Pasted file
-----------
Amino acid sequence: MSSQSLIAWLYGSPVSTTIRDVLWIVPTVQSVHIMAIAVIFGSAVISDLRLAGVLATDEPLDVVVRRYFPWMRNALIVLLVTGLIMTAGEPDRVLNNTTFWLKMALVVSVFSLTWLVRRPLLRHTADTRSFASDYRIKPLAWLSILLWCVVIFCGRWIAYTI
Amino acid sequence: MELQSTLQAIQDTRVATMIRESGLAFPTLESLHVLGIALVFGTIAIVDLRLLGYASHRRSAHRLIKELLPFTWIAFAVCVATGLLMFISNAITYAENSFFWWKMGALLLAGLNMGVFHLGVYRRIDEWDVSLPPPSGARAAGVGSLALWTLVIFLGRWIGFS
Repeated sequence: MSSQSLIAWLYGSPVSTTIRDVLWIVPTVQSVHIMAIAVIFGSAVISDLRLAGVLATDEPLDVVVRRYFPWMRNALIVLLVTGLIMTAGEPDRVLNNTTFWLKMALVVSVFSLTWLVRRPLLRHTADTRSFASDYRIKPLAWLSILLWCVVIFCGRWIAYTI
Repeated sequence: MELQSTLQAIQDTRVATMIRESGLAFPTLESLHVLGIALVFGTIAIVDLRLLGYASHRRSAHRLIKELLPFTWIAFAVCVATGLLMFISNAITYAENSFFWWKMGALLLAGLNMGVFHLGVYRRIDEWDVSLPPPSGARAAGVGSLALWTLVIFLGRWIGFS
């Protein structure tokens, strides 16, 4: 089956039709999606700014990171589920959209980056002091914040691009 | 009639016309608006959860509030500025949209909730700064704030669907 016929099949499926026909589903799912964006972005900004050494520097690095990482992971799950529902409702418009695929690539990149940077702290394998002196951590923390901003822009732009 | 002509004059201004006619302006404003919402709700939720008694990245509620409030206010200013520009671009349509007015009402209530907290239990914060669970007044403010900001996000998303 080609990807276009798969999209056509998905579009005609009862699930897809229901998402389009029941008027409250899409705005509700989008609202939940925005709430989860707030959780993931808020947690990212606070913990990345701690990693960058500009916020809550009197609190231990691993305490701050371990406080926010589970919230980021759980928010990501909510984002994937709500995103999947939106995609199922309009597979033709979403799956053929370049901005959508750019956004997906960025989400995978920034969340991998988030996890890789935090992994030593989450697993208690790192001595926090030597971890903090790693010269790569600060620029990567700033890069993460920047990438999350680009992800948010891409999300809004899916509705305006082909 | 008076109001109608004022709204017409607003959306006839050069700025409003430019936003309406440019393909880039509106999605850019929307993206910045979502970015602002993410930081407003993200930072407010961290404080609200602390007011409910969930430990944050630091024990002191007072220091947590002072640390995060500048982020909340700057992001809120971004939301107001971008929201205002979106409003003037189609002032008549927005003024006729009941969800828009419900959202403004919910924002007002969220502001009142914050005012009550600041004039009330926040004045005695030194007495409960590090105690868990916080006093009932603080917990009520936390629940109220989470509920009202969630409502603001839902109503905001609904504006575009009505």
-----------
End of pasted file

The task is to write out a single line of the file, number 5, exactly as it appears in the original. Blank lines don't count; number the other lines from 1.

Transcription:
């Protein structure tokens, strides 16, 4: 089956039709999606700014990171589920959209980056002091914040691009 | 009639016309608006959860509030500025949209909730700064704030669907 016929099949499926026909589903799912964006972005900004050494520097690095990482992971799950529902409702418009695929690539990149940077702290394998002196951590923390901003822009732009 | 002509004059201004006619302006404003919402709700939720008694990245509620409030206010200013520009671009349509007015009402209530907290239990914060669970007044403010900001996000998303 080609990807276009798969999209056509998905579009005609009862699930897809229901998402389009029941008027409250899409705005509700989008609202939940925005709430989860707030959780993931808020947690990212606070913990990345701690990693960058500009916020809550009197609190231990691993305490701050371990406080926010589970919230980021759980928010990501909510984002994937709500995103999947939106995609199922309009597979033709979403799956053929370049901005959508750019956004997906960025989400995978920034969340991998988030996890890789935090992994030593989450697993208690790192001595926090030597971890903090790693010269790569600060620029990567700033890069993460920047990438999350680009992800948010891409999300809004899916509705305006082909 | 008076109001109608004022709204017409607003959306006839050069700025409003430019936003309406440019393909880039509106999605850019929307993206910045979502970015602002993410930081407003993200930072407010961290404080609200602390007011409910969930430990944050630091024990002191007072220091947590002072640390995060500048982020909340700057992001809120971004939301107001971008929201205002979106409003003037189609002032008549927005003024006729009941969800828009419900959202403004919910924002007002969220502001009142914050005012009550600041004039009330926040004045005695030194007495409960590090105690868990916080006093009932603080917990009520936390629940109220989470509920009202969630409502603001839902109503905001609904504006575009009505």